Ready. Test. Go. - Go Testing for everyone.

Tests might save you by a brink!


3 min read

Welcome aboard, fellow Gopher! Whether you're embarking on your Go journey or looking to solidify your testing skills, you've come to the right place. In this post, we'll explore testing in Golang, a language that embraces simplicity and verbosity. So, fasten your seatbelt, and let's dive in.

Rather than drowning developers in a myriad of testing frameworks, Go provides the absolute base, allowing developers to construct on top of it.

The Bare Essential: testing.T

At the heart of Golang testing, lies the testing package, and the indispensable testing.T type. This combination is your trusty sidekick when it comes to writing tests.

To illustrate, let's consider a simple example. Imagine a utility function that performs division, and now, we want to put it to the test.

package utilities

import (

func divide(a, b int) (int, error) {
    if b == 0 {
        return 0, errors.New("division by zero. method not allowed")

    return a / b, nil

Testing this atomic function is as simple as given below. This is not a tutorial stripped-down version. This is the idiomatic way to write tests. Simple right?

package utilities_test

import (

func TestDivide(t *testing.T) {
    // Test A: Valid division
    result, err := divide(10, 2)
    if err != nil {
        t.Errorf("Unexpected error: %v", err)
    if result != 5 {
        t.Errorf("Expected result to be 5, got %v", result)

    // Test B: Division by zero is notified
    result, err = divide(10, 0)
    if err == nil {
        t.Error("Expected an error for division by zero, but got none")
    if result != 0 {
        t.Errorf("Expected result to be 0, got %v", result)
    expectedErrorMsg := "division by zero. method not allowed"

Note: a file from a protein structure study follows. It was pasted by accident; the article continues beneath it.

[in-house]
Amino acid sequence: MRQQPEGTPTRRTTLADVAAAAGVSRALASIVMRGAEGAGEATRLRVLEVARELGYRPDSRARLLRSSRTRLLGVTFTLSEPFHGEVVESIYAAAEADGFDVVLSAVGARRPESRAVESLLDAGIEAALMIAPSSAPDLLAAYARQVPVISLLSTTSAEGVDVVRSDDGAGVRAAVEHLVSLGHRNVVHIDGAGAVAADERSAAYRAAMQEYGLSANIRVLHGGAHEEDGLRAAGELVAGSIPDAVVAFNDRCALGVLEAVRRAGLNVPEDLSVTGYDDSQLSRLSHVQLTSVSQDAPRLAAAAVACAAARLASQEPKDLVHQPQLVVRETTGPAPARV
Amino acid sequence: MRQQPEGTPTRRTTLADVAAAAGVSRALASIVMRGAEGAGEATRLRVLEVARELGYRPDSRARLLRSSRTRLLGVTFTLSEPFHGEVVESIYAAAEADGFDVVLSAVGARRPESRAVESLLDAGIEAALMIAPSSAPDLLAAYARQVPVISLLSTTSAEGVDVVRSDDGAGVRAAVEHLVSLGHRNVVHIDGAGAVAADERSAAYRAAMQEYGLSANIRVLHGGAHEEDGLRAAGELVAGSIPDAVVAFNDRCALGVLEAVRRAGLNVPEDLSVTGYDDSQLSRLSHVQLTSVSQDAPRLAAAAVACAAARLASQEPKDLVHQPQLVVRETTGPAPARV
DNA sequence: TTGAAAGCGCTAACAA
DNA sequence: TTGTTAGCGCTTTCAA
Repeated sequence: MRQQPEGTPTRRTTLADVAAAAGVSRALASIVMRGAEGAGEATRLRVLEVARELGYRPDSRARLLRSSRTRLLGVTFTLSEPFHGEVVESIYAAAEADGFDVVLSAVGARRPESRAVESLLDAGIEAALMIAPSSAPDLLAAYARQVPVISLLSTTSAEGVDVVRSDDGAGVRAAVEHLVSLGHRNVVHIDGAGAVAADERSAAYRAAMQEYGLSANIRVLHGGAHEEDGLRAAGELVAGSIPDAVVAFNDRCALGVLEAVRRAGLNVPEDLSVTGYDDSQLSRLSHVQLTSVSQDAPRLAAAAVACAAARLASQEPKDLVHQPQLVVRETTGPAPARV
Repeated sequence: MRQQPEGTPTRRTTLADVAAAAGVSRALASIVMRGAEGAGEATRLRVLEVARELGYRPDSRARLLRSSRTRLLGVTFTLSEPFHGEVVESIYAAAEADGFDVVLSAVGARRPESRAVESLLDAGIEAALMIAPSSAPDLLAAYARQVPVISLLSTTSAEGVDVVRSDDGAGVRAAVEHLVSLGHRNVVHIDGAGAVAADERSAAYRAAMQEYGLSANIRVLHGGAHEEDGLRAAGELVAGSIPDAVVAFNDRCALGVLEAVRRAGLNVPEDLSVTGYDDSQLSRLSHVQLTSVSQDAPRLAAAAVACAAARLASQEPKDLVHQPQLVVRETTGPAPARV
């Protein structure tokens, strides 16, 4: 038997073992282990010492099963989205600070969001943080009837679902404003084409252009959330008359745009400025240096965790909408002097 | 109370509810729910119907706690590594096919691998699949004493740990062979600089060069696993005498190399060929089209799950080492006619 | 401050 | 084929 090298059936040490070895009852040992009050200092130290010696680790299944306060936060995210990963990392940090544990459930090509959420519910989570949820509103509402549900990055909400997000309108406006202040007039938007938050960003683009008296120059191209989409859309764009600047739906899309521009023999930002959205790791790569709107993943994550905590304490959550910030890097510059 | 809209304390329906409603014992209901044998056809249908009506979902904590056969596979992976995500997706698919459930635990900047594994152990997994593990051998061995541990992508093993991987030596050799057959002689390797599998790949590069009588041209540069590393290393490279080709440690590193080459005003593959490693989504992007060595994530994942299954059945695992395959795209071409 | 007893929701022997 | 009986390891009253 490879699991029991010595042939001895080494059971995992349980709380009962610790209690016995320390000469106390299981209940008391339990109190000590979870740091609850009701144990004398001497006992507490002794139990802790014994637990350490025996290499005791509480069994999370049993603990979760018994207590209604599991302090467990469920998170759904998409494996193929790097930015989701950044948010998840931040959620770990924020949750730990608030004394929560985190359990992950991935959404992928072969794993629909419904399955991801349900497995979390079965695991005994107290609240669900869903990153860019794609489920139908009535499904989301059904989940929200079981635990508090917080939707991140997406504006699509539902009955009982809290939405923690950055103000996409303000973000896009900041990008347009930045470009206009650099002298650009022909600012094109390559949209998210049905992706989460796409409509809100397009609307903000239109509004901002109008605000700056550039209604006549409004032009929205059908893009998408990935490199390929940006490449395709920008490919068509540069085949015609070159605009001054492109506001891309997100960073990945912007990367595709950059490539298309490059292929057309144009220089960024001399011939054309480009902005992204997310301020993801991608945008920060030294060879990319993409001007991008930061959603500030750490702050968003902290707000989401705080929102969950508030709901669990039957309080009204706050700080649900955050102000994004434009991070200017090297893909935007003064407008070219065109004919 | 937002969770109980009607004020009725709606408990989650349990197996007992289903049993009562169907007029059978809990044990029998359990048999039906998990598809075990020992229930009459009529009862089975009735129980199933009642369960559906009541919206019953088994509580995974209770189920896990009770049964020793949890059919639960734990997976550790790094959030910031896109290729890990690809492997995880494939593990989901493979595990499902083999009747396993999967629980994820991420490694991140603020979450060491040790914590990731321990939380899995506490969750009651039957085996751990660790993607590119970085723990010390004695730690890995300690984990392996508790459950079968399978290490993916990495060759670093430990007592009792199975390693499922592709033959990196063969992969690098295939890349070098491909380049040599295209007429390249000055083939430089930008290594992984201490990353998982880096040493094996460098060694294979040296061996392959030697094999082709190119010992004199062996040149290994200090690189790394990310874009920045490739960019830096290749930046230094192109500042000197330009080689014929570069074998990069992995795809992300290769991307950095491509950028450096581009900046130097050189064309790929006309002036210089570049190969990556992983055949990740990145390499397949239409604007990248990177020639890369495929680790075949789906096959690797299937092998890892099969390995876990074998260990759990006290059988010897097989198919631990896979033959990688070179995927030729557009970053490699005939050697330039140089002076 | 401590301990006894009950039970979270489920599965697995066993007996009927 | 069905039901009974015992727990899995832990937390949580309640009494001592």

if err.Error() != expectedErrorMsg {
        t.Errorf("Expected error message '%v', got '%v'", expectedErrorMsg, err.Error())

Here, testing in Go doesn't involve convoluted patterns or arcane conventions. It's just regular programming but with a sprinkle of t.Fatal() and the like to indicate the test runner test has failed.

You can read the exhaustive list here.

Running the tests

In the Golang realm, running tests is a breeze. The go binary has a trusty companion, test. Execute your tests effortlessly with go test, and watch the magic unfold.

  • All files with names containing the test are executed.

  • Test files can access private methods using *_test as the package name, allowing you to test even the most clandestine functions.

What's Next?

This is the absolute bare bones you need to get started with golang testing. However, it may occur to you that things are WET, that is repetitive. You need to know Table-driven testing. Fortunately, I already wrote about it here.

Read the newsletter to know about table driven test

"Testing is an infinite process of comparing the invisible to the ambiguous in order to avoid the unthinkable happening to the anonymous." - James Bach


Thank you for exploring the world of Go testing with me! I hope this comprehensive guide has enriched your understanding of testing strategies in Go.

Your support is crucial in fueling our mission, and by subscribing to my newsletter(it's free btw), you are encouraging me to continue creating quality educational content.

Subscribe now, stay ahead in your Go development journey, and let's code for a brighter future together! ๐Ÿš€โœจ